Formula One racing is the best opportunity to showcase technological prowess, the two companies argue. American racing enthusiasts prefer Nascar stock-car events, which involve more conventional-looking cars roaring around a track. But fans in Europe, Asia and Latin America care only about Formula One. Each season, some 500 million television viewers watch the sleek, winged Formula One racecars whip though curvy circuits from Shanghai to Monte Carlo, sometimes on city streets. It is one of the most widely watched sports in the world.

Hiroshi Yasukawa, Bridgestone's head of motorsport, calls Formula One its most powerful marketing tool. He credits it with boosting European awareness of the Bridgestone brand to 39% of those surveyed in 2004 from 13% in 1996. Bridgestone's European sales have risen 45% between 1999 and 2004.

Michelin, which is already strong in Western Europe and North America, hopes the racing exposure can help it grow in Asia, Eastern Europe and Latin America. In a company survey this year of five European countries and Russia, 46% of respondents said Formula One made them want to buy Michelin tires. In France and Russia, more than 60% said so. Overall, 82% said Michelin's participation improved the performance and reliability of its regular tires. Michelin says Formula One also helps it win other business from the European car makers whose racing teams it equips.

In Formula One racing, tires matter a lot. Over the past five years, advances in tire technology are estimated to have shaved up to six seconds from lap times of between 80 and 90 seconds. Robert Bell, technical director of the Renault team, estimates that tires alone accounted for 50% of the performance difference between the Renault and Ferrari teams this year. That places enormous pressure on Bridgestone and Michelin to keep getting faster.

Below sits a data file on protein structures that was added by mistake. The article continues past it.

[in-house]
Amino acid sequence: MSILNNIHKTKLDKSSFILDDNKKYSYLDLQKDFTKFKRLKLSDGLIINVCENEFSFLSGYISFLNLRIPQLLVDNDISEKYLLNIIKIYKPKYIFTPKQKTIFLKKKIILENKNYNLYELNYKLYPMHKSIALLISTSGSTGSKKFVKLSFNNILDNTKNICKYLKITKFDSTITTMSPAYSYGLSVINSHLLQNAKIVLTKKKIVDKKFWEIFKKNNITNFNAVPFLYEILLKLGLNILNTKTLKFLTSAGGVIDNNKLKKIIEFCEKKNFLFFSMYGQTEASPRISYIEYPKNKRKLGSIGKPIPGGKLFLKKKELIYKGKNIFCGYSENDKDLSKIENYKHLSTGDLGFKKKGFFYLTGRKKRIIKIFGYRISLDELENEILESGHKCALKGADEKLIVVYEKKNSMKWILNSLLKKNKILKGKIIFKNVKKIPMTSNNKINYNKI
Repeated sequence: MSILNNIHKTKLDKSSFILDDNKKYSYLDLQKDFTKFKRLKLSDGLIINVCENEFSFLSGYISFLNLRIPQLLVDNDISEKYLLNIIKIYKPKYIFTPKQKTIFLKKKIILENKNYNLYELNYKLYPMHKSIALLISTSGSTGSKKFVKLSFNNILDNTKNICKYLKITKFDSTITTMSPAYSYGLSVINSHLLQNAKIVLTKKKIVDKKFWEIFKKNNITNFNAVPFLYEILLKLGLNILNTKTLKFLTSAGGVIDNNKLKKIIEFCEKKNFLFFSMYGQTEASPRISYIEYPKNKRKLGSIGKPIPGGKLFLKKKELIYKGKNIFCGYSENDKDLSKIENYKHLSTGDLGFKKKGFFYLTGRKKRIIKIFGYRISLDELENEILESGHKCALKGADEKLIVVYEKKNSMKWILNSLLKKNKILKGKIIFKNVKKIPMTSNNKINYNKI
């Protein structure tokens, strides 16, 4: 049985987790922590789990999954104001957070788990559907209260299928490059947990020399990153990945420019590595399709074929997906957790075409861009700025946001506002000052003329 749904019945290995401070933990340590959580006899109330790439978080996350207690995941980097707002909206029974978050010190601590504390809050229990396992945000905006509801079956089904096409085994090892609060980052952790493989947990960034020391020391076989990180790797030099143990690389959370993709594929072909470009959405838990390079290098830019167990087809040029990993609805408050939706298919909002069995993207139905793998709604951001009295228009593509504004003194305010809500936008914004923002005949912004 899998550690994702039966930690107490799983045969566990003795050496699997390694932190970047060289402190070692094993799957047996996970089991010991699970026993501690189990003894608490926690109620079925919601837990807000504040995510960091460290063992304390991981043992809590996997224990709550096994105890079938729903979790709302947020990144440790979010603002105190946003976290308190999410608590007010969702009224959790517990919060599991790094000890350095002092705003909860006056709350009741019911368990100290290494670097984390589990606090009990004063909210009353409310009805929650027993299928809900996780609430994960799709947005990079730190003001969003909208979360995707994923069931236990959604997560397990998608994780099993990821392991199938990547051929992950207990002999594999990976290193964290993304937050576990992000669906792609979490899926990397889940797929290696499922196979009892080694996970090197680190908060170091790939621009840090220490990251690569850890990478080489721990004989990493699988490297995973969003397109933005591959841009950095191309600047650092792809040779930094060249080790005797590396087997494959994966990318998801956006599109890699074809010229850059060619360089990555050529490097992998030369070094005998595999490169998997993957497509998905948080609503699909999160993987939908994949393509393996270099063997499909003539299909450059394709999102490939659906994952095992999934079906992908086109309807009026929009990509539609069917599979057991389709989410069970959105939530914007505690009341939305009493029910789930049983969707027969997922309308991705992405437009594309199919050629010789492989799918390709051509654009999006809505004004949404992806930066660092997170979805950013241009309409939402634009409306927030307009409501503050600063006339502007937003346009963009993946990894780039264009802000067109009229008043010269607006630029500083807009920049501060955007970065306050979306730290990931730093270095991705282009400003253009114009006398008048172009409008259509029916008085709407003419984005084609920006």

Bridgestone was founded in 1931 by Shojiro Ishibashi, whose small family business made rubber-soled shoes. When he shifted into tires, Mr. Ishibashi used the English translation of his name, "Stone-Bridge," reversing it to create "Bridgestone." Long dominant in the Japanese market, Bridgestone captured American market share by buying the Firestone brand. But it struggled to make its name known in Europe. In 1998, it decided to use Formula One to try to change that.

Michelin came to racing early on. It started up in 1889 in the small town of Clermont-Ferrand in central France. Two brothers, Edouard and André Michelin, converted a struggling family factory that made farm machinery and rubber balls into a tire manufacturer, producing the first pneumatic tires for cars.

The brothers used one of the world's first motor competitions, the 1895 Paris-Bordeaux-Paris race, to promote the new tires. Although they were last among finishers, the brothers weren't among the race's many dropouts, proving their air-filled tires could run on roads.

Michelin entered Formula One in 1977, introducing belted radial racing tires that improved grip and speed. When the European economy softened in 1984 and Michelin's profits suffered, it pulled out. Edouard Michelin, the great-grandson of one founding brother and a lover of fast cars, took over in 1999. With the company's finances improved, he got back in.

The roughly $100 million that Bridgestone spends annually on Formula One includes trackside advertising and paying an undisclosed portion of the estimated $300 million it costs per year to keep the Ferrari team on the track. Michelin provides free tires to some teams, but doesn't offer other financial support. Three of the seven teams riding on Michelins, in fact, pay between about $3,600 and $6,000 for each set of four race tires. Although the tire deals differ by team, each one gives the tire sponsor a platform to claim some credit if a team wins.

The Right Balance

It can take up to a year to design and produce a new race tire, which is a far different product than any tire seen on the highway. Designers are constantly searching for the right balance between durability and speed. Race tires must withstand tread temperatures in excess of 200 degrees Fahrenheit, but must be soft enough to grip the winding courses, which is essential for speed. They need to last for only one race weekend. To further complicate matters, different tracks warrant different tires.

Until this year, Bridgestone dominated, carrying Mr. Schumacher, who drives for Scuderia Ferrari Marlboro, the Ferrari team, to five championships in a row. But during the past two years, Michelin developed innovative blends of materials that resulted in faster tires in the vital qualifying lap, according to team managers. That enabled the company to poach several of the top teams that used Bridgestones, such as B.A.R-Honda.